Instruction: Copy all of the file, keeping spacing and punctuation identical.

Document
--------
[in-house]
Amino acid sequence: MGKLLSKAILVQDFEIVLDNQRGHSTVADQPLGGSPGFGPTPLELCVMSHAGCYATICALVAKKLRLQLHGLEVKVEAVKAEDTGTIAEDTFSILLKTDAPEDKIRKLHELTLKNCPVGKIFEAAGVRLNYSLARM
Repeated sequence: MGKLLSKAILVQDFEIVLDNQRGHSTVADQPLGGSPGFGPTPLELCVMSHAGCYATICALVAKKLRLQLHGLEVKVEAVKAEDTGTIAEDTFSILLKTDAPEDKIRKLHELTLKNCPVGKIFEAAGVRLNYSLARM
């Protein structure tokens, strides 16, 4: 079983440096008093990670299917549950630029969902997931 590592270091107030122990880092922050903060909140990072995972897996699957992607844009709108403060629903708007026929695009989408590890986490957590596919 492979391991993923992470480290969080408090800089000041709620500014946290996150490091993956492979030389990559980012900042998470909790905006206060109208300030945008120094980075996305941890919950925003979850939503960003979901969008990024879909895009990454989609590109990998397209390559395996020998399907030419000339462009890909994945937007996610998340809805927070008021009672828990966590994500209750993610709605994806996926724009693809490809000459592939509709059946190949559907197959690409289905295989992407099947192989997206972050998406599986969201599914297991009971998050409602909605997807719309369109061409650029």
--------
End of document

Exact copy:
[in-house]
Amino acid sequence: MGKLLSKAILVQDFEIVLDNQRGHSTVADQPLGGSPGFGPTPLELCVMSHAGCYATICALVAKKLRLQLHGLEVKVEAVKAEDTGTIAEDTFSILLKTDAPEDKIRKLHELTLKNCPVGKIFEAAGVRLNYSLARM
Repeated sequence: MGKLLSKAILVQDFEIVLDNQRGHSTVADQPLGGSPGFGPTPLELCVMSHAGCYATICALVAKKLRLQLHGLEVKVEAVKAEDTGTIAEDTFSILLKTDAPEDKIRKLHELTLKNCPVGKIFEAAGVRLNYSLARM
């Protein structure tokens, strides 16, 4: 079983440096008093990670299917549950630029969902997931 590592270091107030122990880092922050903060909140990072995972897996699957992607844009709108403060629903708007026929695009989408590890986490957590596919 492979391991993923992470480290969080408090800089000041709620500014946290996150490091993956492979030389990559980012900042998470909790905006206060109208300030945008120094980075996305941890919950925003979850939503960003979901969008990024879909895009990454989609590109990998397209390559395996020998399907030419000339462009890909994945937007996610998340809805927070008021009672828990966590994500209750993610709605994806996926724009693809490809000459592939509709059946190949559907197959690409289905295989992407099947192989997206972050998406599986969201599914297991009971998050409602909605997807719309369109061409650029």